Researchers at Affymax N.V. have devised a technology thatallows them to generate and screen large collections ofchemical compounds.
The technology, termed encoded synthetic libraries (ESL), isdescribed in a paper in the latest issue of The Proceedings ofthe National Academy of Sciences.
The ESL technology makes it possible to automate the synthesisand screening of billions of discrete chemical compounds on thesurface of microscopic, cell-size beads. It relies on the ability tosynthesize small amounts of those compounds on the beads one"building block" at a time. The scientists attach the firstbuilding block to the bead, and then attach to the same bead asnippet of DNA that acts as an identifying tag for that firstbuilding block.
Subsequent chemical building blocks are added one at a time,and for each there is a corresponding tag. Once built, thecandidate compounds are screened against a receptor ofinterest, labeled with a fluorophor, to check for possibleaffinities, explained Diana Kapp, manager of corporatecommunication and investor relations for Affymax(NASDAQ:AFMXF).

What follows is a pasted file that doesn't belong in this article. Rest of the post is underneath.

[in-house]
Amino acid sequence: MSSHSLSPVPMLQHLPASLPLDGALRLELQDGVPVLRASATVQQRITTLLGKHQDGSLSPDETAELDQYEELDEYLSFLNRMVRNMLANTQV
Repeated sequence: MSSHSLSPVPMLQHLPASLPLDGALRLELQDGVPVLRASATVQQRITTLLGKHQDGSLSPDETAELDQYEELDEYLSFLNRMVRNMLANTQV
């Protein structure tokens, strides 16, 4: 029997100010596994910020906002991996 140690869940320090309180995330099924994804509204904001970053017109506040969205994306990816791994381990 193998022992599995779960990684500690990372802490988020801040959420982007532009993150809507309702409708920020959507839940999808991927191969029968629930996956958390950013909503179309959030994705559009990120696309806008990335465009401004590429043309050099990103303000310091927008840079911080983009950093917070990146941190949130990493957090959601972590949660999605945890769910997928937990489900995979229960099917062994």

Any beads that contain compounds with high affinities for thetarget receptor can then be isolated by using a fluorescence-activated cell sorter. To actually get at that synthesizedcompound and determine its exact chemical composition, theresearchers turn to the DNA tags, which they use as a kind of"chemical bar code," Kapp explained. They amplify the DNAtags via PCR; because each tag is already "assigned" to aparticular synthetic building block, it's easy enough to deducethe structure of the candidate compound.
Affymax, through its wholly owned subsidiary AffymaxResearch Institute of Palo Alto, Calif., already has a receptorarsenal it is screening by its various technologies, includingESL, for promising drug leads, Kapp said.
The other technologies include recombinant peptide diversity,by which it's proven possible to generate billions of peptides onbacteriophage; and very large scale immobilized polymersynthesis (VLSIPS), an adaptation of semiconductor technologyfor creating compounds on the surface of a microchip.
Affymax's stock was up $1.25 a share on Monday, closing at$16.25.
-- Jennifer Van Brunt Senior Editor
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